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What kinds of portfolios get your attention these days? What brings in an industrial designer for an interview?
The first thing that catches my eye is usually the craft. Traditionally, in industrial design there is some type of form giving, so the ability to create a visually compelling and well-crafted presentation certainly catches my eye. Then, I move pretty quickly to understand their motivations, strategic process, and rationalization frameworks. If, upon first glance, I see poor sketching, renderings, or form development it’s a turnoff. However, if they are applying for a research or strategy position, then I would reverse the order of importance.
Have you seen a portfolio recently that really stood out, and what about it caught your eye?
It depends on the position we’re looking for. Whether we are looking for someone with product design and engineering skills or someone that’s more strategically focused on consumer and marketing insights, or someone who is more brand focused. Each portfolio resonates differently depending on the position we’re hiring for. But the portfolios that have caught my eye recently are the ones that demonstrate prolific divergent thinking.
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A combination of really good technical skills and critical thinking skills are important in their portfolio?
Absolutely, two sides of the same coin. If you’re sending in a portfolio without the benefit of being able to present it, you need to be aware of both your audience and your craftsmanship. People are very busy these days and are bombarded with content, emails, and portfolios. It’s a different kind of portfolio than the one you would use for an in-person pitch deck. There is a reason magazine ads look the way they do: no one spends time to read them, it’s all headline and picture. I’d suggest you think about your portfolio in terms of progressive disclosure.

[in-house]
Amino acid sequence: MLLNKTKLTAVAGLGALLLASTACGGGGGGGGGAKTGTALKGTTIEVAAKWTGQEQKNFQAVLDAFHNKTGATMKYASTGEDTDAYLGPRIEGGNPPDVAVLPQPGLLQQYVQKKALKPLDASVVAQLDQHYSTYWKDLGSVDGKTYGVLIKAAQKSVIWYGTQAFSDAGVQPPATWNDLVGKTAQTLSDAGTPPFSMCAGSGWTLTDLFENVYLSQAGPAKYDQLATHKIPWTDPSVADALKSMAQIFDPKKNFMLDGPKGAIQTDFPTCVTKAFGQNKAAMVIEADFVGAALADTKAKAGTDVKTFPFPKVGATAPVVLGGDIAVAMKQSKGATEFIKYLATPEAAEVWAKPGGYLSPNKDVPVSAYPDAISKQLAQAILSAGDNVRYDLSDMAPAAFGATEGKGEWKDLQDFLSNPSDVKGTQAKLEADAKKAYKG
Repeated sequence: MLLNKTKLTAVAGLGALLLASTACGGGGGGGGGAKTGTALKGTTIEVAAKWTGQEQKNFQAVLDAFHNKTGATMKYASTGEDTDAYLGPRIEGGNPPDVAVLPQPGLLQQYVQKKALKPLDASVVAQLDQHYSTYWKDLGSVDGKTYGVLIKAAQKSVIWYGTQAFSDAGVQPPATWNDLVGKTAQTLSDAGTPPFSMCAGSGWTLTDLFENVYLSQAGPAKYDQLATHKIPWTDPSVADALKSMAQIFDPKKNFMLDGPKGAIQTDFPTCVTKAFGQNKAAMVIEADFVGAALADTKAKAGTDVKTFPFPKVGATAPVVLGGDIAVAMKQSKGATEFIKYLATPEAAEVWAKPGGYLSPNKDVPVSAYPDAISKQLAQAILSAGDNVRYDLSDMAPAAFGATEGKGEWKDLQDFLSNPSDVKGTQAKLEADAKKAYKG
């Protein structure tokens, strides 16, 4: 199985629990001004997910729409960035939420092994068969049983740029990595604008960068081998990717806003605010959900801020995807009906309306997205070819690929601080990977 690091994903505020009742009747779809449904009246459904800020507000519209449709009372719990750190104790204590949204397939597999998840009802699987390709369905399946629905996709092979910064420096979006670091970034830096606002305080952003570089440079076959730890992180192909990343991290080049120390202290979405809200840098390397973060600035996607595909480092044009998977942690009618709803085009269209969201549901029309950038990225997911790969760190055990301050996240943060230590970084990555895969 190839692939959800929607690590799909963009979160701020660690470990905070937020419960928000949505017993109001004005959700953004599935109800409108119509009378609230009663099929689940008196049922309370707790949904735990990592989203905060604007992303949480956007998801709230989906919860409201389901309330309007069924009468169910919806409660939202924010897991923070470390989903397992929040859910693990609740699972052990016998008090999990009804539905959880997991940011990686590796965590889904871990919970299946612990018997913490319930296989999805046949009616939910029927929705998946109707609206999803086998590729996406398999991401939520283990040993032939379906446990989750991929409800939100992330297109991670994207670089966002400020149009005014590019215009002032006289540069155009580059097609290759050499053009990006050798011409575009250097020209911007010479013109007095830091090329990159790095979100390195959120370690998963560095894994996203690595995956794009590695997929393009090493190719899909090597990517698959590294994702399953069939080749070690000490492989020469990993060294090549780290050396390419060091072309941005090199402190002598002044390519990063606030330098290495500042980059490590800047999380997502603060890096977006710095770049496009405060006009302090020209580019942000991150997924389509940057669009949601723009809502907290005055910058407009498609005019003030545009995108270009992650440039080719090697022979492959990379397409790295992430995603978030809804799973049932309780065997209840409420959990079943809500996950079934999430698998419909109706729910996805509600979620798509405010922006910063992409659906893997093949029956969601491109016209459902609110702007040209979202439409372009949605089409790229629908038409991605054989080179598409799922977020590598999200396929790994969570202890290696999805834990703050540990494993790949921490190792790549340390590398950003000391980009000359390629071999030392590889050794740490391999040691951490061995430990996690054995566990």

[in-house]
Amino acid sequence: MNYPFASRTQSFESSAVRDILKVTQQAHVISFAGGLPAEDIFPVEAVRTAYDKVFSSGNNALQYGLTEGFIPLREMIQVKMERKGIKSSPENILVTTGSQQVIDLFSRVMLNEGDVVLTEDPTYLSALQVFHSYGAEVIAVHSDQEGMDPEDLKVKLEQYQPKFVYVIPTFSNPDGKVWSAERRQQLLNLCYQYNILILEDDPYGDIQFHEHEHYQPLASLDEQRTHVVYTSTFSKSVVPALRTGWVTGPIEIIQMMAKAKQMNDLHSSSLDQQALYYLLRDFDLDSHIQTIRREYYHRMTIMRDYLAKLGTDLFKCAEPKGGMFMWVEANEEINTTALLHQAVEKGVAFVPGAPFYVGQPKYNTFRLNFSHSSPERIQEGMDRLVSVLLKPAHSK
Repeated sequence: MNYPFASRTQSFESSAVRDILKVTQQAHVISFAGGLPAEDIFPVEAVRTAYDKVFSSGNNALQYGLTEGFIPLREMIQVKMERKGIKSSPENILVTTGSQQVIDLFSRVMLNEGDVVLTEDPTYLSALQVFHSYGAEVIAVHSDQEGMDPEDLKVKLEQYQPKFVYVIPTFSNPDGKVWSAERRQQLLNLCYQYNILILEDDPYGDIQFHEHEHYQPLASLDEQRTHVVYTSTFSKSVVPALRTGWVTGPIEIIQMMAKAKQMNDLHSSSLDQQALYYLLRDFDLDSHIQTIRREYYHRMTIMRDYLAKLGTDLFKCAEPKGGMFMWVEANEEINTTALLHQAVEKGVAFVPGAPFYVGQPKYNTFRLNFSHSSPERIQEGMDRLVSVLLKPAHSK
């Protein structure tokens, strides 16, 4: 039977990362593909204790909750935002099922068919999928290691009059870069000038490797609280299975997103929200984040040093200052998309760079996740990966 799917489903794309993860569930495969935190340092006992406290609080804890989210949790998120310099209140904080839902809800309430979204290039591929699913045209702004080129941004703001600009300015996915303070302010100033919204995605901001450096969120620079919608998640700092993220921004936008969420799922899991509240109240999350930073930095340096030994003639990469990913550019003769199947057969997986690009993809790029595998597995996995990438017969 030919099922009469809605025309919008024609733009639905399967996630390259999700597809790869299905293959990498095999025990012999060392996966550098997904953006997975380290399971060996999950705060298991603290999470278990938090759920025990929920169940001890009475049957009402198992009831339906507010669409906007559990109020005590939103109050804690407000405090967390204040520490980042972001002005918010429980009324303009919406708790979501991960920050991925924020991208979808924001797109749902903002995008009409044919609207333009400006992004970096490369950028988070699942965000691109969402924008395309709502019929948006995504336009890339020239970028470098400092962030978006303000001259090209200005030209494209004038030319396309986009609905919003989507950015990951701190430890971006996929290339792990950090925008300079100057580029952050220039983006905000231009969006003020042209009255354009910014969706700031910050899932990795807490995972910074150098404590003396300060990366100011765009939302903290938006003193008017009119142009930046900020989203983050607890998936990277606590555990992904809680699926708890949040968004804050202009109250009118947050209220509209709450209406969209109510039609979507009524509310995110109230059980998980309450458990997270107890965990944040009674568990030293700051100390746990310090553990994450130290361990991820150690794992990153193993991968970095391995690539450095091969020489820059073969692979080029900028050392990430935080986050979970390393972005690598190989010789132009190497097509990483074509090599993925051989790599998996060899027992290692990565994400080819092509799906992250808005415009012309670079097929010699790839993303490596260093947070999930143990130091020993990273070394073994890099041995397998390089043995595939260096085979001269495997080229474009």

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When you bring in a designer for an interview, what do you expect to learn from them at that one-on-one meeting?
For junior designers I look for maturity, passion, openness, and verbal skills. I’ve met several very talented designers who had egos the size of the Hindenburg and, well, you know how that story ends. When you join a studio, you join a culture and that culture is made up of people who all have unique temperaments and skill sets. In all cases, being a team player that can lead but also follow is important, so I try to get a sense of how they will fit into our culture. They’ve already made the cut in terms of their design skills by that point.
What would you say are the characteristics or qualities needed to be a successful designer?
A deeply integrated perspective on innovation is the short answer. People who strive to uncover meaningful consumer insights and market gaps and translate those insights into the unmet rational, emotional, and symbolic needs of people. Then, how to create a solution in the form of a product or a service experience.
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So understanding the entire scope in which the product lives, not just the product itself?
Yes, thinking beyond the object is critical at Boombang. We are moving away from designing just objects to designing systems, from business systems to software and experience systems, service systems. Product is usually just one part of a bigger equation. For a designer to be able to have that awareness is, in my opinion, the primary hallmark of a design leader.
If you were starting out now, what advice would you give yourself?
Probably to plan less. We spent a lot of time modeling our multiyear plans. What I’ve experienced is that, although you have a target and an idea of what you are managing towards, there are so many variables that are unknown. Our ability to trade up to higher value opportunities along the way is part of the key. Where we entered into the business plan is certainly not where we exited. It’s a series of pivots and shifts along the way, and those are just impossible to predict. We spent a lot of time planning and it really never turned out the way we thought and I think that’s okay, because sometimes it turned out better.
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